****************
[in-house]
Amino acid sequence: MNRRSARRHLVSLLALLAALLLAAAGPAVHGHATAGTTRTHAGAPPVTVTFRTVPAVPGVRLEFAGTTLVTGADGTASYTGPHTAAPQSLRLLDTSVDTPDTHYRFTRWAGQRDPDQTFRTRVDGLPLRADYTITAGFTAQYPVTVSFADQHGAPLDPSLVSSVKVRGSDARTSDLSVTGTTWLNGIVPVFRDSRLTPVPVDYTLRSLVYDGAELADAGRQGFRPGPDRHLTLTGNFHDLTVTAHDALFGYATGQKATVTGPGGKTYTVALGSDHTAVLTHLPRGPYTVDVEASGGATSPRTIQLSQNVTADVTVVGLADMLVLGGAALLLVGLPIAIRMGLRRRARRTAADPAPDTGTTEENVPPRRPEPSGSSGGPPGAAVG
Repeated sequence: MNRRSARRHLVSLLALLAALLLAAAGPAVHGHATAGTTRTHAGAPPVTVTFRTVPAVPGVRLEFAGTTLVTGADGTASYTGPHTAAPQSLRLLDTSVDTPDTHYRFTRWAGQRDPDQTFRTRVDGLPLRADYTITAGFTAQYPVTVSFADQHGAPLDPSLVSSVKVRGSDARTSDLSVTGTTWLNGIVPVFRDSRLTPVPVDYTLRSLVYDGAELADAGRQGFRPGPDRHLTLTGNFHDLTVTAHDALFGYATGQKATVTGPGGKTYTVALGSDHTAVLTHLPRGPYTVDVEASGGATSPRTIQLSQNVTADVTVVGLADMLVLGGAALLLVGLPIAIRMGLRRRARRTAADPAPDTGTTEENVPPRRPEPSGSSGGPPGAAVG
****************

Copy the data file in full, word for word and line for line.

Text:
[in-house]
Amino acid sequence: MNRRSARRHLVSLLALLAALLLAAAGPAVHGHATAGTTRTHAGAPPVTVTFRTVPAVPGVRLEFAGTTLVTGADGTASYTGPHTAAPQSLRLLDTSVDTPDTHYRFTRWAGQRDPDQTFRTRVDGLPLRADYTITAGFTAQYPVTVSFADQHGAPLDPSLVSSVKVRGSDARTSDLSVTGTTWLNGIVPVFRDSRLTPVPVDYTLRSLVYDGAELADAGRQGFRPGPDRHLTLTGNFHDLTVTAHDALFGYATGQKATVTGPGGKTYTVALGSDHTAVLTHLPRGPYTVDVEASGGATSPRTIQLSQNVTADVTVVGLADMLVLGGAALLLVGLPIAIRMGLRRRARRTAADPAPDTGTTEENVPPRRPEPSGSSGGPPGAAVG
Repeated sequence: MNRRSARRHLVSLLALLAALLLAAAGPAVHGHATAGTTRTHAGAPPVTVTFRTVPAVPGVRLEFAGTTLVTGADGTASYTGPHTAAPQSLRLLDTSVDTPDTHYRFTRWAGQRDPDQTFRTRVDGLPLRADYTITAGFTAQYPVTVSFADQHGAPLDPSLVSSVKVRGSDARTSDLSVTGTTWLNGIVPVFRDSRLTPVPVDYTLRSLVYDGAELADAGRQGFRPGPDRHLTLTGNFHDLTVTAHDALFGYATGQKATVTGPGGKTYTVALGSDHTAVLTHLPRGPYTVDVEASGGATSPRTIQLSQNVTADVTVVGLADMLVLGGAALLLVGLPIAIRMGLRRRARRTAADPAPDTGTTEENVPPRRPEPSGSSGGPPGAAVG